A memorial with small gifts surrounded a utility pole with a photograph of Ariel Garcia at the corner of Alpine Drive and Vesper Drive ion Wednesday, April 10, 2024 in Everett, Washington. (Olivia Vanni / The Herald)
Death of Everett boy, 4, spurs questions over lack of Amber Alert

Local police and court authorities were reluctant to address some key questions, when asked by a Daily Herald reporter this week.

The new Amazon fulfillment center under construction along 172nd Street NE in Arlington, just south of Arlington Municipal Airport. (Chuck Taylor / The Herald) 20210708
Frito-Lay leases massive building at Marysville business park

The company will move next door to Tesla and occupy a 300,0000-square-foot building at the Marysville business park.

Everett Fire Department and Everett Police on scene of a multiple vehicle collision with injuries in the 1400 block of 41st Street. (Photo provided by Everett Fire Department)
1 seriously injured in crash with box truck, semi truck in Everett

Police closed 41st Street between Rucker and Colby avenues on Wednesday afternoon, right before rush hour.

The Arlington Public Schools Administration Building is pictured on Tuesday, April 16, 2024, in Arlington, Washington. (Ryan Berry / The Herald)
$2.5M deficit in Arlington schools could mean dozens of cut positions

The state funding model and inflation have led to Arlington’s money problems, school finance director Gina Zeutenhorst said Tuesday.

Lily Gladstone poses at the premiere of the Hulu miniseries "Under the Bridge" at the DGA Theatre, Monday, April 15, 2024, in Los Angeles. (AP Photo/Chris Pizzello)
Mountlake Terrace’s Lily Gladstone plays cop in Hulu’s ‘Under the Bridge’

The true-crime drama started streaming Wednesday. It’s Gladstone’s first part since her star turn in “Killers of the Flower Moon.”

Jesse L. Hartman (Photo provided by Everett Police Department)
Everett man who fled to Mexico given 22 years for fatal shooting

Jesse Hartman crashed into Wyatt Powell’s car and shot him to death. He fled but was arrested on the Mexican border.

Snow is visible along the top of Mount Pilchuck from bank of the Snohomish River on Wednesday, May 10, 2023 in Everett, Washington. (Olivia Vanni / The Herald)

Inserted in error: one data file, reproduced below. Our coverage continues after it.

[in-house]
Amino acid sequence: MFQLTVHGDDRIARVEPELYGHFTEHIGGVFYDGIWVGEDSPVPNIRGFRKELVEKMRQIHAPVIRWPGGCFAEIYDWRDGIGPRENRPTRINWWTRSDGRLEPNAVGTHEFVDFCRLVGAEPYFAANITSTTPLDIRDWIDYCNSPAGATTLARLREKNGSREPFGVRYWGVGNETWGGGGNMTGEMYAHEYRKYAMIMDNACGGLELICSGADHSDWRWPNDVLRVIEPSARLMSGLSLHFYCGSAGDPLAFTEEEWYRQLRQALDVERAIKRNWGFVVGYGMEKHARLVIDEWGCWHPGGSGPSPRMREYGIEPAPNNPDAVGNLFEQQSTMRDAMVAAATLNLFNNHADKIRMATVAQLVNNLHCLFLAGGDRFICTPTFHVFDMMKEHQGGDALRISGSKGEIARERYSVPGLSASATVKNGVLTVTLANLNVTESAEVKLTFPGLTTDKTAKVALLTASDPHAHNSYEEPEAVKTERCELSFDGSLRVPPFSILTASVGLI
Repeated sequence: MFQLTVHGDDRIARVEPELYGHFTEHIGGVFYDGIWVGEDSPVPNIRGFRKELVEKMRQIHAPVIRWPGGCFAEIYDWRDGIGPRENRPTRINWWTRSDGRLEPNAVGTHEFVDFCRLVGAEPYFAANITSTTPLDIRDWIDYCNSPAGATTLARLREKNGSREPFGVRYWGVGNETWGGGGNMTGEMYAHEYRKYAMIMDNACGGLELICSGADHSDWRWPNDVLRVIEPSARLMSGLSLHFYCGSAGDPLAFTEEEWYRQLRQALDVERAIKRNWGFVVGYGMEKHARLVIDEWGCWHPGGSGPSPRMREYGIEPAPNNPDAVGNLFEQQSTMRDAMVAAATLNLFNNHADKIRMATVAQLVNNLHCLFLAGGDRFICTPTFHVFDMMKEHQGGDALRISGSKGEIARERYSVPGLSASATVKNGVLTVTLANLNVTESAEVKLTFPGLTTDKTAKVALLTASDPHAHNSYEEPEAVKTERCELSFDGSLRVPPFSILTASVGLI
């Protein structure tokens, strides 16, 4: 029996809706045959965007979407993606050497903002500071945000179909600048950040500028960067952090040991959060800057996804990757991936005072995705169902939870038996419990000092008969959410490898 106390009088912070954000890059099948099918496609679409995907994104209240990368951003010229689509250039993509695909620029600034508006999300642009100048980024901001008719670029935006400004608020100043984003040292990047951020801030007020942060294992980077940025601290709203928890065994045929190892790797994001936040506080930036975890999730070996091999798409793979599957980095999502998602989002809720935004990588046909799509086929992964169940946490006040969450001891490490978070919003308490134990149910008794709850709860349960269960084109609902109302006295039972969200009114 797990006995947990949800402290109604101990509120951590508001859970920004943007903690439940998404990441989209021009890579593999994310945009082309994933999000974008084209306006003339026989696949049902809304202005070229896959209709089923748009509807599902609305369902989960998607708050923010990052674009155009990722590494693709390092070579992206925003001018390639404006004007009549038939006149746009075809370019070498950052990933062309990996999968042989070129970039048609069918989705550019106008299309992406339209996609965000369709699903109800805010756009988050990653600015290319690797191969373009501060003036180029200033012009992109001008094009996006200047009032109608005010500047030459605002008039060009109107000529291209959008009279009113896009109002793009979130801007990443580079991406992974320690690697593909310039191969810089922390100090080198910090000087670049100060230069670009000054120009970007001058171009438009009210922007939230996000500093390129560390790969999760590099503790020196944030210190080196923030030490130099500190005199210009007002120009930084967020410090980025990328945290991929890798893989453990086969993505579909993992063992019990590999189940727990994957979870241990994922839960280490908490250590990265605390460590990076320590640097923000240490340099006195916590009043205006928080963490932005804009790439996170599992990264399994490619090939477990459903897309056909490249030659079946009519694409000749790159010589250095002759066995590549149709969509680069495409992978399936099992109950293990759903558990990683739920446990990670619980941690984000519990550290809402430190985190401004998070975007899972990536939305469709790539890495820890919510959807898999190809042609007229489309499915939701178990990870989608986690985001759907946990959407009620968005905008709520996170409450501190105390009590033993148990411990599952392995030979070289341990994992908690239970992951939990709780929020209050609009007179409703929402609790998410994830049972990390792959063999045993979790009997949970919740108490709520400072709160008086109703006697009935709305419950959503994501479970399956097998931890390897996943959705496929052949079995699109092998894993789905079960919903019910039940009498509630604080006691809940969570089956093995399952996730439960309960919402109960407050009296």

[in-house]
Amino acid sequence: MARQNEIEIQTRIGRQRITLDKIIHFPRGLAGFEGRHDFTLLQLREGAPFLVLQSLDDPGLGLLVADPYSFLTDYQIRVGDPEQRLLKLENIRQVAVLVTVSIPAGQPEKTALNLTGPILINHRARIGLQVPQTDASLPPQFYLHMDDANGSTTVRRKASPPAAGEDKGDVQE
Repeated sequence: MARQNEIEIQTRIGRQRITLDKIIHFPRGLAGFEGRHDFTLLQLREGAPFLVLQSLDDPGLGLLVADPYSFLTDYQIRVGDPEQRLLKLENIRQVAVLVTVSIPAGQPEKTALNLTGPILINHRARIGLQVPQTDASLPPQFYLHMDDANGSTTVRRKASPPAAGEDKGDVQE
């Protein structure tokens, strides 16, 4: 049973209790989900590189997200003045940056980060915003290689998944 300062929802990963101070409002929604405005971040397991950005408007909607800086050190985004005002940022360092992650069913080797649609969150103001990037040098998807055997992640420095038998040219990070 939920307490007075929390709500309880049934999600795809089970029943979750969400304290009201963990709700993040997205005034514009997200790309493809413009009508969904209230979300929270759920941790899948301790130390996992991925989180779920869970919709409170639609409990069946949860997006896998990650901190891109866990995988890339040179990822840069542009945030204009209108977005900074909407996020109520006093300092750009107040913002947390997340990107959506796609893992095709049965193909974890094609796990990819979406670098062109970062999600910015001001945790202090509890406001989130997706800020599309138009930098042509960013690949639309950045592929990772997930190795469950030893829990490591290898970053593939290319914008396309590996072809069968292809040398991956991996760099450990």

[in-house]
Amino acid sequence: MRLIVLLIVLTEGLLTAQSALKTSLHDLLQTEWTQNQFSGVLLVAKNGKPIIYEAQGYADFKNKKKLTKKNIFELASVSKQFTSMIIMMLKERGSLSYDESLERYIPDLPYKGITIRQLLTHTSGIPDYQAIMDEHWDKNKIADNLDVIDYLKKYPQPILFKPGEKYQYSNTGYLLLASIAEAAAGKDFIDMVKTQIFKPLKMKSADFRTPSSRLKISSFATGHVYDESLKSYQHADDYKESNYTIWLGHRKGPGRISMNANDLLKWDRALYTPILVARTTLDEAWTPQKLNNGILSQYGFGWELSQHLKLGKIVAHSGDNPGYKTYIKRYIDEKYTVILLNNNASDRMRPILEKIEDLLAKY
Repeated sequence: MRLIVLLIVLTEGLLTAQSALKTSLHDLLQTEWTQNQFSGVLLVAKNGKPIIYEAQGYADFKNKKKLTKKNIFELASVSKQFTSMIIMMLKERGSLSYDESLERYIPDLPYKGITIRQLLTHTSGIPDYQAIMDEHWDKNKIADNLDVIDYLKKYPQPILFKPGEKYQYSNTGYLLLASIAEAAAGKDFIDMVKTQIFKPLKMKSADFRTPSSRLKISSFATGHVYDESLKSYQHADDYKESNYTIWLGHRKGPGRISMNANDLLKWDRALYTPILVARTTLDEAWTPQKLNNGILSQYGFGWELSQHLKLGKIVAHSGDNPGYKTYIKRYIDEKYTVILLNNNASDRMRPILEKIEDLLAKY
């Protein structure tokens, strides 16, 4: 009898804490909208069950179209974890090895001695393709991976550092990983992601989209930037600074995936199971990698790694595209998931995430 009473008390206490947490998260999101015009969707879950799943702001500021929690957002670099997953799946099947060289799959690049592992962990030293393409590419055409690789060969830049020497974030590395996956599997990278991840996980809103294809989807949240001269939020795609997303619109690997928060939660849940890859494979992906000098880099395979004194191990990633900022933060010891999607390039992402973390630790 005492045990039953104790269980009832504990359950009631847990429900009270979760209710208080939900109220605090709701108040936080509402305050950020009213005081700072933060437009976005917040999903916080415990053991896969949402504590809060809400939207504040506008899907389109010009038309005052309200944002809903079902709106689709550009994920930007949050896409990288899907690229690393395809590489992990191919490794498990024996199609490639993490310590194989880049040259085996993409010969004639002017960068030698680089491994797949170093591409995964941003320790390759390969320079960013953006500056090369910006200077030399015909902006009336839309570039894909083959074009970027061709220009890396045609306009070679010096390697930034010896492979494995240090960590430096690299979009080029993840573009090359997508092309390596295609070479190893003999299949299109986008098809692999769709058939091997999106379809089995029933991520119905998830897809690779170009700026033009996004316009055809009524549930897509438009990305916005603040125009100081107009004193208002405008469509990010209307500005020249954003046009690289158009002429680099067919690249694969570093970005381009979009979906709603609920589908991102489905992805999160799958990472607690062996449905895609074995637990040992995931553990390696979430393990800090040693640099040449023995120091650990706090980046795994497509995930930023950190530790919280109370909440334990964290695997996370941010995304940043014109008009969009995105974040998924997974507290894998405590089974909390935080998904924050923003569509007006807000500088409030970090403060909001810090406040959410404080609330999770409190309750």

Washington issues statewide drought declaration, including Snohomish County

Drought is declared when there is less than 75% of normal water supply and “there is the risk of undue hardship.”

Boeing Quality Engineer Sam Salehpour, right, takes his seat before testifying at a Senate Homeland Security and Governmental Affairs - Subcommittee on Investigations hearing to examine Boeing's broken safety culture with Ed Pierson, and Joe Jacobsen, right, on Wednesday, April 17, 2024, in Washington. (AP Photo/Kevin Wolf)
Everett Boeing whistleblower: ‘They are putting out defective airplanes’

Dual Senate hearings Wednesday examined allegations of major safety failures at the aircraft maker.

An Alaska Airline plane lands at Paine Field Saturday on January 23, 2021. (Kevin Clark/The Herald)
Alaska Airlines back in the air after all flights grounded for an hour

Alaska Airlines flights, including those from Paine Field, were grounded Wednesday morning. The FAA lifted the ban around 9 a.m.

A Mukilteo firefighter waves out of a fire truck. (Photo provided by Mukilteo Fire Department)
EMS levy lift would increase tax bill $200 for average Mukilteo house

A measure rejected by voters in 2023 is back. “We’re getting further and further behind as we go through the days,” Fire Chief Glen Albright said.

An emergency overdose kit with naloxone located next to an emergency defibrillator at Mountain View student housing at Everett Community College on Tuesday, March 5, 2024 in Everett, Washington. (Olivia Vanni / The Herald)
To combat fentanyl, Snohomish County trickles out cash to recovery groups

The latest dispersal, $77,800 in total, is a wafer-thin slice of the state’s $1.1 billion in opioid lawsuit settlements.

Support local journalism

If you value local news, make a gift now to support the trusted journalism you get in The Daily Herald. Donations processed in this system are not tax deductible.